Is not the last point shameful? Why our multi-thousand-crore Rupees Public Education System, which is supposed to provide free education,  fails to attract children, when  an average Indian parent struggles hard to meet the ends with meager resources? Do people like to waste their money on the mercenaries of private education? Of course not! The fact is that the public education system fails miserably to provide quality education. What is the way out? How long we will keep paying for the Govt. school teachers and the staffs from our tax money and let them sleep? If we don't wake up at some point it will continue to grow. And the poor people will have to pay the price by NOT being able to send their kids to decent schools!  The consequence will be a few more generations of semi-literate or illiterate Indians!

The gravest concern is the quality of education provided throughout India . The report states that the reading ability of children has remained largely unchanged except in some states. That means there is little or no progress! Nationally there is not much change in reading levels as compared to last year.

  • Only 53.4% children in Std 5 can read a Std II level text.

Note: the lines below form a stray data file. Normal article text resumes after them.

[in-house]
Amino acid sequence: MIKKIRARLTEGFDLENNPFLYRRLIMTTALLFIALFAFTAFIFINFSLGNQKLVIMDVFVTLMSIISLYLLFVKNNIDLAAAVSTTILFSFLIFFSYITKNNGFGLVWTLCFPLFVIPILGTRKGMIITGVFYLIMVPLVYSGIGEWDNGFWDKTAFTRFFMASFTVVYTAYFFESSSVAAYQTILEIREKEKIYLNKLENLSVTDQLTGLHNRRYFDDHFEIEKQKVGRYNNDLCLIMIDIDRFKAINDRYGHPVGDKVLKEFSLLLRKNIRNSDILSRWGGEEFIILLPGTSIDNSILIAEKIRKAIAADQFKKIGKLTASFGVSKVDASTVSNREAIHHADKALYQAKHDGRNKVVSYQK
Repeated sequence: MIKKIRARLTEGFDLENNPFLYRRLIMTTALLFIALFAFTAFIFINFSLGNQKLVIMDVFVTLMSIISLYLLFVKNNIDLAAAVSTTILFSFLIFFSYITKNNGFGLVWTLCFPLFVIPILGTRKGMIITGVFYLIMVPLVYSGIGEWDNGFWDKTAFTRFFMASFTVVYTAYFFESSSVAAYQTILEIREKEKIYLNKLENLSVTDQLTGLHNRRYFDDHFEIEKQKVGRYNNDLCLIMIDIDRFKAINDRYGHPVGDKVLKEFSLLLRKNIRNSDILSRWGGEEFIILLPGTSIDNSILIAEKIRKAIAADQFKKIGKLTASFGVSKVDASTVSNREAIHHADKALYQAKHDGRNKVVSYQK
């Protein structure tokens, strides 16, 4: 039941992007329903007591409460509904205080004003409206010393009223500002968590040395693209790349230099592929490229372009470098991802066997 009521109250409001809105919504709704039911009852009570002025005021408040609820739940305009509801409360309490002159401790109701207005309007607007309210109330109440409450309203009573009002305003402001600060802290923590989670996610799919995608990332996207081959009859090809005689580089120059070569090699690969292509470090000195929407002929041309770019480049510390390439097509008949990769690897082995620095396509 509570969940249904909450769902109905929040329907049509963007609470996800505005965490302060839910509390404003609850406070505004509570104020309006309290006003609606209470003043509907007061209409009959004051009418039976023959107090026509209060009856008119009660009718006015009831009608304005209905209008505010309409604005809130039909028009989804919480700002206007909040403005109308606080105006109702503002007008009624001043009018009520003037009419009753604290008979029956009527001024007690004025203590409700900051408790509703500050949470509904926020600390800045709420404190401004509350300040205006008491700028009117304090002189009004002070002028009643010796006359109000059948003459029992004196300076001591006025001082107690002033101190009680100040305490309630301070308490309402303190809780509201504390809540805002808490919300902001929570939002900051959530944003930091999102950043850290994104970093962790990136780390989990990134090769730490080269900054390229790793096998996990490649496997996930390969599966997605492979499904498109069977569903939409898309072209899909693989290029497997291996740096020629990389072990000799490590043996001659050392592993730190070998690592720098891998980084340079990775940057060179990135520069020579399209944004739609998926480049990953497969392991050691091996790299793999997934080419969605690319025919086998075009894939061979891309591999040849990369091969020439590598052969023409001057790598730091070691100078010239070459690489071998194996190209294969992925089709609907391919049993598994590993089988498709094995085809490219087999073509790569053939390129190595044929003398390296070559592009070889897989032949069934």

• In Andhra Pradesh, Gujarat , Haryana and Rajasthan, there is increase in the proportion of children in Std I who are able to recognize letters.
  • S imilarly, in Andhra Pradesh, Gujarat , Assam , Himachal Pradesh, Punjab , Uttar Pradesh and West Bengal , there is increase in the proportion of children in Std V who can read Std II level text. 

This suggests that even after five years in school, close to half of all children are not even at the level expected of them after two years in school. What worse can we expect? The study notices that there are small declines in math ability except in some states. Is not it shameful and Alarming? We have not only failed to make progress or maintain the staus quo, rather we are going down the lane!

  • Nationally, there is a decline in the ability to do basic math (i.e. recognize numbers and do basic operations). This decrease of a few percentage points is visible across all classes. For example, the proportion of Std I children who can recognize numbers (1-9) has declined from 69.3% in 2009 to 65.8% in 2010. 
  • The proportion of children in Std III who can do two digit subtraction problems has decreased from 39% to 36.5% in the same period. The proportion of children in Std V who can do simple division problems in Std V has dropped from 38% in 2009 to 35.9% in 2010.